- Be aware that demand for electrical power and fuel rises dramatically during periods of extreme cold. Additionally, some metals may become brittle at low temperatures and vehicles may stall or fail. This may impact community resources and road accessibility.
Consider creating a or revising your current workplace’s Business Continuity Program.
Although periods of extreme cold cannot always be predicted far in advance, sometimes weather forecasts can provide you with several days’ notice. Listen to weather forecasts regularly, and check you emergency supplies whenever a period of extreme cold is predicted. Taking preventative action is the best defense against having to deal with extreme cold-weather conditions. Home and car preparation in advance of winter emergencies and observing safety precautions during times of extremely cold weather can reduce the risk of weather-related health problems. [Source: CDC]
While what constitutes as extreme cold differs across the globe, whenever temperatures drop below normal and the wind speed increases, serious weather-related health problems may occur. Generally, a cold wave can be characterized by a large and rapid drop in temperatures over a short period of time that have an effect on infrastructure, health, and safety.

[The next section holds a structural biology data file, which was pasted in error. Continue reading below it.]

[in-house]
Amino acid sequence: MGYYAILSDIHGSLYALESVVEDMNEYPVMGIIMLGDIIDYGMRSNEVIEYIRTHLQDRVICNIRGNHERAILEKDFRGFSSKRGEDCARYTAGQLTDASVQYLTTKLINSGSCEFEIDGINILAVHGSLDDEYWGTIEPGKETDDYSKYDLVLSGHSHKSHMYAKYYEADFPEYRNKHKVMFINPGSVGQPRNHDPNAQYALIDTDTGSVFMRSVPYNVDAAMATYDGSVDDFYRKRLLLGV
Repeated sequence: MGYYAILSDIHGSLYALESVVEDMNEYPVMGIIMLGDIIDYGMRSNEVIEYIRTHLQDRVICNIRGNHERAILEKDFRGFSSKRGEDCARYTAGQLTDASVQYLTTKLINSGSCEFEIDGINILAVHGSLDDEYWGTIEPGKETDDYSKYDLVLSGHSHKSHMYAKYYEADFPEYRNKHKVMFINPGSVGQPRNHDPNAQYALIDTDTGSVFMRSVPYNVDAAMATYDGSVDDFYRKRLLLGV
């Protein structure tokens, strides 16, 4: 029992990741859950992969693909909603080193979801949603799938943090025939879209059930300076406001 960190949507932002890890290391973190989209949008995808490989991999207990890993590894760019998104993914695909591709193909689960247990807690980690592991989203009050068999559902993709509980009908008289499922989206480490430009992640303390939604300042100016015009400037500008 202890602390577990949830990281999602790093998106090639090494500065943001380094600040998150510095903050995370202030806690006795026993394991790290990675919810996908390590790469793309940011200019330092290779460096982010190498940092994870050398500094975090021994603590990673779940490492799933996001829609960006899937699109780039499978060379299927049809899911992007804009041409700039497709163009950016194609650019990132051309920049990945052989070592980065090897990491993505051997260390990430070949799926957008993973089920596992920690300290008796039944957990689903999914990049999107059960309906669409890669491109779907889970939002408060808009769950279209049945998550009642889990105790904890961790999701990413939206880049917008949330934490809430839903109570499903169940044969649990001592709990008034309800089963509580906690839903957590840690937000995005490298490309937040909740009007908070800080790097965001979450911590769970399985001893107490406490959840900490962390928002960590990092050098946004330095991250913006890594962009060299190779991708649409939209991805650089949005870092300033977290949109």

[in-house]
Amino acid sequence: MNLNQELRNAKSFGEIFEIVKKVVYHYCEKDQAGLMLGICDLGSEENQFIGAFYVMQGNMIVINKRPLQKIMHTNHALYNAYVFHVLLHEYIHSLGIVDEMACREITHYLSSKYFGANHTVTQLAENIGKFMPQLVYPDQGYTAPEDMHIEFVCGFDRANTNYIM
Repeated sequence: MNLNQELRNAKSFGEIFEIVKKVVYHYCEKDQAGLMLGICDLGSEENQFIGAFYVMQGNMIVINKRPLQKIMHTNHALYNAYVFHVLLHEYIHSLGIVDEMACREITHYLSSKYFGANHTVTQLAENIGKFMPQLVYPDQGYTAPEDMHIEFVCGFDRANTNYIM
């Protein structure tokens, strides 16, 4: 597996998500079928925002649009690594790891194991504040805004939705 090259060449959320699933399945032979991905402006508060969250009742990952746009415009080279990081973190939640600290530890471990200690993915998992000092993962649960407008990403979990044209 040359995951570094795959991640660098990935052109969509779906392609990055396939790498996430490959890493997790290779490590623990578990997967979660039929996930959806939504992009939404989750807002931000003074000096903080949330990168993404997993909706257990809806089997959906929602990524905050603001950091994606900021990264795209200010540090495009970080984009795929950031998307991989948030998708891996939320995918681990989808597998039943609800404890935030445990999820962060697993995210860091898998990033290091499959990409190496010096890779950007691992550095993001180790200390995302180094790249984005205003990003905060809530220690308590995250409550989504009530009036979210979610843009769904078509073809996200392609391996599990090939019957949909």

Cold Wave: Marked cooling of the air, or the invasion of very warm air, over a large area; it usually lasts from a few days to a few weeks. This is a drop of atmospheric average temperature well above the averages of a region, with effects on human populations, crops, properties and services. [Source: ReliefWeb]
Dzud: A multiple natural disaster consisting of a summer drought resulting in inadequate pasture and production of hay, followed by very heavy winter snow, winds and lower-than-normal temperatures. Dzuds occur when the winter conditions – particularity heavy snow cover – prevent livestock from accessing pasture or from receiving adequate hay and fodder. [Source: The World Bank]